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Ruiz v. Board of Education of Borough of Fort Lee

Superior Court of New Jersey, Appellate Division

July 8, 2013

RAYMOND RUIZ, Petitioner-Appellant,


Submitted April 24, 2013

On appeal from the Commissioner of the Department of Education, State of New Jersey, Docket No. 153-7/10.

Bucceri & Pincus, attorneys for appellant (Gregory T. Syrek, of counsel and on the brief).

Cleary, Giacobbe, Alfieri & Jacobs, LLC, attorneys for respondent, Board of Education of the Borough of Fort Lee, Bergen County (Yaacov Brisman, on the brief).

Respondent, Reina Sandouk, has not filed a brief.

Jeffrey S. Chiesa, Attorney General, attorney for respondent, Commissioner of Education (Beth N. Shore, Deputy Attorney General, on the statement in lieu of brief).

Before Judges Grall and Accurso.


Petitioner Raymond Ruiz appeals from a decision of the Commissioner of Education affirming the decision of respondent the Board of Education of the Borough of Fort Lee (the Board) to terminate Ruiz's employment as part of a reduction in force (RIF). Ruiz claims that he had achieved tenure as a substance awareness coordinator (SAC) and because he possessed a standard school psychologist endorsement to an educational services certificate, his tenure in the SAC position allowed him "bumping rights" to two school psychologist positions held by non-tenured employees. The Commissioner adopted the Administrative Law Judge's (ALJ) initial decision that Ruiz had not earned tenure at the time of the RIF, and thus could not "bump" non-tenured employees from the school psychologist positions. Because there is sufficient credible evidence in the record to support the Commissioner's decision that Ruiz had not become tenured in the SAC position, we affirm.

The facts are undisputed and can be briefly summarized. Ruiz has held a standard educational services certificate with a school psychologist endorsement since 2003. Although he did not have a SAC endorsement on his certificate, Ruiz possessed a certificate of eligibility (CE) allowing him to seek employment as a SAC. The CE states that "[t]he Provisional Certificate will be issued contingent upon evidence of employment in a district that agrees to provide an approved induction program, including required job support, performance evaluation and professional coursework." In 2006, Ruiz applied for and was accepted to fill a SAC position in respondent's district.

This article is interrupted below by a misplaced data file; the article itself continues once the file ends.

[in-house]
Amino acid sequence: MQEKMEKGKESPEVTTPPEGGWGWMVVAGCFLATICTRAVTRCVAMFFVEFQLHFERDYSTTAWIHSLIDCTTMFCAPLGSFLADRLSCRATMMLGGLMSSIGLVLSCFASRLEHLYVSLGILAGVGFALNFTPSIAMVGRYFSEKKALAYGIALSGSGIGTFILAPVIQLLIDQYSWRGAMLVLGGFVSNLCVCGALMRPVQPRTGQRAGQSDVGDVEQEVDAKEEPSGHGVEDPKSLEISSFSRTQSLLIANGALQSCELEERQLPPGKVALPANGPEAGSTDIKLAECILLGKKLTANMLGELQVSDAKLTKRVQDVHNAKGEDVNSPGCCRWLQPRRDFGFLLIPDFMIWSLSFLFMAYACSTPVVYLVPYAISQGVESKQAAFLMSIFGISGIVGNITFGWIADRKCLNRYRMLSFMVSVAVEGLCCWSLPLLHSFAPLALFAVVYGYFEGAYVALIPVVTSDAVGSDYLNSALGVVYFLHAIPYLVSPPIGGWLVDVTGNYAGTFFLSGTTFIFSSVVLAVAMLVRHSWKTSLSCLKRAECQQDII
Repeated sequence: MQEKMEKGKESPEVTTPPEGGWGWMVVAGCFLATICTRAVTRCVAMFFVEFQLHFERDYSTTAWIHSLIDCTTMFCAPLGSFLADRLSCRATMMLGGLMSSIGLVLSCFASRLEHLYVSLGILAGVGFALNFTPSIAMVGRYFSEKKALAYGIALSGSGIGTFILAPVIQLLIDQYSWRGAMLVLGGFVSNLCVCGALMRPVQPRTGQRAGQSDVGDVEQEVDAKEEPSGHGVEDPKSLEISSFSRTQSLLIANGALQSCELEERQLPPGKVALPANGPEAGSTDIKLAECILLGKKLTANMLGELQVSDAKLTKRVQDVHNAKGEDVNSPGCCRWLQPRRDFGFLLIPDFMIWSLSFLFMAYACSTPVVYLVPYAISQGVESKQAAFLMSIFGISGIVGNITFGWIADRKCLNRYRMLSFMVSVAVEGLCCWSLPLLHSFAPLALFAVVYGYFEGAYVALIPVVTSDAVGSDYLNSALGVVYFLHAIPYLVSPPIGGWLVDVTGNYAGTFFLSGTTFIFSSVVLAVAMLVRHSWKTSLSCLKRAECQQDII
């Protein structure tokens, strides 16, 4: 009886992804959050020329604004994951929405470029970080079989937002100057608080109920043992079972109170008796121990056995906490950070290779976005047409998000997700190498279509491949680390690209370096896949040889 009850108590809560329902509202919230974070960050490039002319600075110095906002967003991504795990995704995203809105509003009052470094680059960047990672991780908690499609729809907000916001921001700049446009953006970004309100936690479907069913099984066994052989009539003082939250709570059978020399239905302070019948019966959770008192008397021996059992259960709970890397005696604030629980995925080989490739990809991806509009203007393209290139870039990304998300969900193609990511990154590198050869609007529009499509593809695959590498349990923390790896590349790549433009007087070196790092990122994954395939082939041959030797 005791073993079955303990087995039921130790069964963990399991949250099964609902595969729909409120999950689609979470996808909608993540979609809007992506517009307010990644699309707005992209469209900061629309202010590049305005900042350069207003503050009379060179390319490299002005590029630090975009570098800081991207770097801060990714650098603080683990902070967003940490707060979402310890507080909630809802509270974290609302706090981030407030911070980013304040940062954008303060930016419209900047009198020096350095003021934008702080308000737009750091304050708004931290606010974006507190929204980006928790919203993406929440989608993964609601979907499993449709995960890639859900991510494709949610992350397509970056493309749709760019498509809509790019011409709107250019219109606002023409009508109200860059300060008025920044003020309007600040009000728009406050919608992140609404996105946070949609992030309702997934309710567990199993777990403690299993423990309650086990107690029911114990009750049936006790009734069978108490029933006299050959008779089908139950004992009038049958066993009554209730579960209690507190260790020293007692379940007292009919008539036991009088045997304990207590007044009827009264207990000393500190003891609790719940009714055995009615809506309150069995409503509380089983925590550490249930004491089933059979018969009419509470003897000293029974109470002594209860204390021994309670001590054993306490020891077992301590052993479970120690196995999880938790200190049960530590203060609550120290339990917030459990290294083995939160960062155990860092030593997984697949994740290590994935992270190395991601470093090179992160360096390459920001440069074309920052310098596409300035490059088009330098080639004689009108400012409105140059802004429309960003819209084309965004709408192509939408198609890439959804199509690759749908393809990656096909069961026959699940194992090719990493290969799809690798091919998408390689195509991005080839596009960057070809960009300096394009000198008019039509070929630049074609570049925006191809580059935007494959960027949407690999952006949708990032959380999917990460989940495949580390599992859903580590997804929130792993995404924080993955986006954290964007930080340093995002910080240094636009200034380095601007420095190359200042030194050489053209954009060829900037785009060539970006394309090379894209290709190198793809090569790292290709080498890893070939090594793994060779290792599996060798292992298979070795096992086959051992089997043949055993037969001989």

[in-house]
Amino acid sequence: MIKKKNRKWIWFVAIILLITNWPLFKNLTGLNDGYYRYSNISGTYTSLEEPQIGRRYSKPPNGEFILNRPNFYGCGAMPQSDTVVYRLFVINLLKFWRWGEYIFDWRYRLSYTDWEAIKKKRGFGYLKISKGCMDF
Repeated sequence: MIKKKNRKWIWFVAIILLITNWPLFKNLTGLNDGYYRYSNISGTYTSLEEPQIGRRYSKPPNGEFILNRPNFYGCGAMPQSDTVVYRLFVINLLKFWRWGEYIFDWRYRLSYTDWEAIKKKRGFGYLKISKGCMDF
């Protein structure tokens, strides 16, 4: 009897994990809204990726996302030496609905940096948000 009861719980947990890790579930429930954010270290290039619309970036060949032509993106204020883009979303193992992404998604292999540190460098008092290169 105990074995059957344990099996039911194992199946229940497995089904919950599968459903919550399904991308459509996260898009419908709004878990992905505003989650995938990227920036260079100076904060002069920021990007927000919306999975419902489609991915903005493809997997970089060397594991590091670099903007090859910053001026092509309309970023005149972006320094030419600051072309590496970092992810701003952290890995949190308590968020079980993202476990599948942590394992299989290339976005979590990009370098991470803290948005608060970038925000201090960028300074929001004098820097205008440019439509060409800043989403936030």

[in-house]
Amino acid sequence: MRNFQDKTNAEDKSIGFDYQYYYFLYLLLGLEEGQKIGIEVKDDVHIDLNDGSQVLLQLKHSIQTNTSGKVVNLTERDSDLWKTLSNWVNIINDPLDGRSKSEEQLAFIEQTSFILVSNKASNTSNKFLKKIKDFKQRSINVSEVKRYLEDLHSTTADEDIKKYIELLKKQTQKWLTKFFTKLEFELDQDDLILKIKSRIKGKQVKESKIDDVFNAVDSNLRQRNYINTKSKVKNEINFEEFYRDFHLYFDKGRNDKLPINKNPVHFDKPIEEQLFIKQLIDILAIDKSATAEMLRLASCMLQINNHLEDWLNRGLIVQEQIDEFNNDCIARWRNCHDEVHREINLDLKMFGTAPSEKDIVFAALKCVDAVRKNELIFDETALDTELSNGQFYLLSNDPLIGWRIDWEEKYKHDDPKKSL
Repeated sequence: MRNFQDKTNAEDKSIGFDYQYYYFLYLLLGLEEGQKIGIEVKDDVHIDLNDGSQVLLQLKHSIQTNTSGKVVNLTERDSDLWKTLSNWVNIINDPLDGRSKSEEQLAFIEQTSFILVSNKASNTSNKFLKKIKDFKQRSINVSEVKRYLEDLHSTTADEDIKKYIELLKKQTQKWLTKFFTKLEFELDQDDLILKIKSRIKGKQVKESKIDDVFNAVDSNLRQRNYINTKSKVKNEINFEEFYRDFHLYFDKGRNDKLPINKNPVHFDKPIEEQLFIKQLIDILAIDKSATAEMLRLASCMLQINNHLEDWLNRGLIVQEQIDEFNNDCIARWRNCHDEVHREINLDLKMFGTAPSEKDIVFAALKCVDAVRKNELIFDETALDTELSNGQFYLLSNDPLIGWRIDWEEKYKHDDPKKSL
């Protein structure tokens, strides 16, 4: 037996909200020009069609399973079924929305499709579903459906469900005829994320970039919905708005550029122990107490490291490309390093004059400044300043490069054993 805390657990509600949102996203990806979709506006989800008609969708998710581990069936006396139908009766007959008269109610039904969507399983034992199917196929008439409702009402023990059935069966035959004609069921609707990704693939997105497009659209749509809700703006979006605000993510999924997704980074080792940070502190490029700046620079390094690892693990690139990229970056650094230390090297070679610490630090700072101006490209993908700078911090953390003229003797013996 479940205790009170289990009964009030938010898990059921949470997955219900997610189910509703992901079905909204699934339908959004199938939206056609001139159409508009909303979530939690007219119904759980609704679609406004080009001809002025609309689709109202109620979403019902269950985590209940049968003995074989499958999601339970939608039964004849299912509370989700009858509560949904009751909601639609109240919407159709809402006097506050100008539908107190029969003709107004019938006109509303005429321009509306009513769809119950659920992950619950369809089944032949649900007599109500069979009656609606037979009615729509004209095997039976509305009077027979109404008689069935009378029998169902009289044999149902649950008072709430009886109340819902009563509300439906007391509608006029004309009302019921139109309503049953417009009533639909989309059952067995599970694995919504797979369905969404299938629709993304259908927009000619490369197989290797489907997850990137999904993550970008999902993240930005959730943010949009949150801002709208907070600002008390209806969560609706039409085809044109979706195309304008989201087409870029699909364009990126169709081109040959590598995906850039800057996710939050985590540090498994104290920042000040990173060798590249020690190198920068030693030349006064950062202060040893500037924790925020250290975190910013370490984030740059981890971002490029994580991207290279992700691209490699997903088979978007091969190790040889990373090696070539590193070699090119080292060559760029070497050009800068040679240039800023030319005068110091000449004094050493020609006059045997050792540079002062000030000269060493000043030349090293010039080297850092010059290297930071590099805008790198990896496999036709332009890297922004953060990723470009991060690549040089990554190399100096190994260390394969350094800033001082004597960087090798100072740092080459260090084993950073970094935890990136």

Ruiz thus became enrolled in a SAC residency program in Fort Lee through which the school district agreed to provide Ruiz with "appropriate professional experiences" and supervise his employment, and the Department of Education agreed to issue a provisional certificate to him for one year, effective September 1, 2006. The provisional certificate was issued to Ruiz in August 2007. Ruiz was reappointed by the Board as a SAC for the 2007-2012 school years, and his provisional certificate was renewed accordingly. It is undisputed that at no time during his employment with the Board did Ruiz obtain or hold a standard educational services certificate with the SAC endorsement. In April 2010, the Board advised Ruiz that his position was being eliminated in a RIF and he would not be reappointed for the 2010-2011 school year.

In her initial decision, ALJ Bass determined that Ruiz was employed in a position that required an educational services certificate issued by the State Board of Examiners, and that he had worked in Fort Lee for more than three years and a day, thus meeting two of three requirements for tenure under N.J.S.A. 18A:28-5. The judge concluded, however, that Ruiz could not meet the final requirement of the tenure statute because he never earned a standard educational certificate with a SAC endorsement while employed by the Board, and his provisional certificate could not be considered a "proper certificate" under the statute. The ALJ reasoned that Ruiz's provisional certificate is analogous to an emergency certificate because it lacks "permanency; carries with it uncertainty surrounding continued eligibility to serve in a professional capacity in a public school; and its holder has not fully satisfied current requirements for standard certification." She concluded that Ruiz's provisional certificate was a substandard certificate that allows its holder to pursue the requirements necessary to qualify for a standard certificate, but that only a standard certificate qualifies as the proper certification under the tenure law, N.J.S.A. 18A:28-5. Because Ruiz never earned tenure, it was unnecessary to address his argument that his tenure status entitled him to positions held by non-tenured school psychologists.

The Commissioner determined that the ALJ's likening of Ruiz's provisional certificate to an emergency certificate such as the one considered in Breitwieser v. State-Operated School Dist. of Jersey City, 286 N.J.Super. 633, 639-40 (App. Div. 1996), was appropriate. We held in Breitwieser that service under an emergency certificate may be counted toward the service needed for tenure only when the teacher obtains a permanent ...

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